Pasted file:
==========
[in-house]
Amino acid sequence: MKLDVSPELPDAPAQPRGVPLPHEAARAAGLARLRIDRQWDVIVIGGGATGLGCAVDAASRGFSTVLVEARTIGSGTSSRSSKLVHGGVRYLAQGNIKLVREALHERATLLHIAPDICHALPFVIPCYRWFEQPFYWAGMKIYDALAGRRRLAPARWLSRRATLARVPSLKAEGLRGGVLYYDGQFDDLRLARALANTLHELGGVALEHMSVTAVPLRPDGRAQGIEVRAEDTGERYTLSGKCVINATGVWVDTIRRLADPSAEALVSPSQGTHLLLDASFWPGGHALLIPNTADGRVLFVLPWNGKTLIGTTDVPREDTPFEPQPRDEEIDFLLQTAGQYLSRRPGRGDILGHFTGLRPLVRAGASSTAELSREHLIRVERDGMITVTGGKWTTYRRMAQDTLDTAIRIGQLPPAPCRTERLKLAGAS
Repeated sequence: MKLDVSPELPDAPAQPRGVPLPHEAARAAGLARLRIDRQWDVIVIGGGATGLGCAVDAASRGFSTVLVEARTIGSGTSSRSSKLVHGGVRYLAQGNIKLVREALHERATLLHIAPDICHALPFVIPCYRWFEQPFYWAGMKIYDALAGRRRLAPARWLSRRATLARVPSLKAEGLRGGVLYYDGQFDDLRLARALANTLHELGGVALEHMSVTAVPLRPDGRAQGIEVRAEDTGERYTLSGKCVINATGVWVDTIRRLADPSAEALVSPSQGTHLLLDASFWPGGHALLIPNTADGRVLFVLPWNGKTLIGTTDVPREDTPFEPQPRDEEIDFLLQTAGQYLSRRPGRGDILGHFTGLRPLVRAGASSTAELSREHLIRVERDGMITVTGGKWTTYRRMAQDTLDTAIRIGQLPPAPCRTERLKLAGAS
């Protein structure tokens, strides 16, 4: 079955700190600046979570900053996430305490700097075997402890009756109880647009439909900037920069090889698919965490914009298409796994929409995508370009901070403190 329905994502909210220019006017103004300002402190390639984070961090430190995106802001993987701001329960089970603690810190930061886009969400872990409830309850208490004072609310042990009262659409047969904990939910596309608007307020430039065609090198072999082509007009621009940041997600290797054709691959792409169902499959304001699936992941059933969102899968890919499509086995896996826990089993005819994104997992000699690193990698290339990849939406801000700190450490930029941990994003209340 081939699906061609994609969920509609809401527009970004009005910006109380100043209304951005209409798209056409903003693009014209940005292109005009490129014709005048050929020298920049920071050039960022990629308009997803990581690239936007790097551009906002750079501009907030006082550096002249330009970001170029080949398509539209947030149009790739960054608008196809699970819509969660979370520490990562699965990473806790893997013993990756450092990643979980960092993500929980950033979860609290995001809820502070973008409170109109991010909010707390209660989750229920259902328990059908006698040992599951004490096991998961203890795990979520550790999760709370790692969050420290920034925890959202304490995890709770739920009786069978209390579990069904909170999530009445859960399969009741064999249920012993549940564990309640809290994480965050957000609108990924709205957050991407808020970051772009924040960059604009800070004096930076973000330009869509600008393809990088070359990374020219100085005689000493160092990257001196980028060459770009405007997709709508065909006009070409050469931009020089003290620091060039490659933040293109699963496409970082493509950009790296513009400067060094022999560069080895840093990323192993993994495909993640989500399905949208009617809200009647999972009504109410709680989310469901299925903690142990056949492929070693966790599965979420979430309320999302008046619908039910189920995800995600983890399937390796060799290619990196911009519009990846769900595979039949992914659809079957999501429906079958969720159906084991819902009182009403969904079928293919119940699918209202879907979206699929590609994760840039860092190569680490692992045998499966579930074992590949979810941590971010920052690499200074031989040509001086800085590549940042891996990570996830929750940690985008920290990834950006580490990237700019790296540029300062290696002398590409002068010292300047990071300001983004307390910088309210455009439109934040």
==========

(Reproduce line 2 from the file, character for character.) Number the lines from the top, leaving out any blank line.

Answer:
Amino acid sequence: MKLDVSPELPDAPAQPRGVPLPHEAARAAGLARLRIDRQWDVIVIGGGATGLGCAVDAASRGFSTVLVEARTIGSGTSSRSSKLVHGGVRYLAQGNIKLVREALHERATLLHIAPDICHALPFVIPCYRWFEQPFYWAGMKIYDALAGRRRLAPARWLSRRATLARVPSLKAEGLRGGVLYYDGQFDDLRLARALANTLHELGGVALEHMSVTAVPLRPDGRAQGIEVRAEDTGERYTLSGKCVINATGVWVDTIRRLADPSAEALVSPSQGTHLLLDASFWPGGHALLIPNTADGRVLFVLPWNGKTLIGTTDVPREDTPFEPQPRDEEIDFLLQTAGQYLSRRPGRGDILGHFTGLRPLVRAGASSTAELSREHLIRVERDGMITVTGGKWTTYRRMAQDTLDTAIRIGQLPPAPCRTERLKLAGAS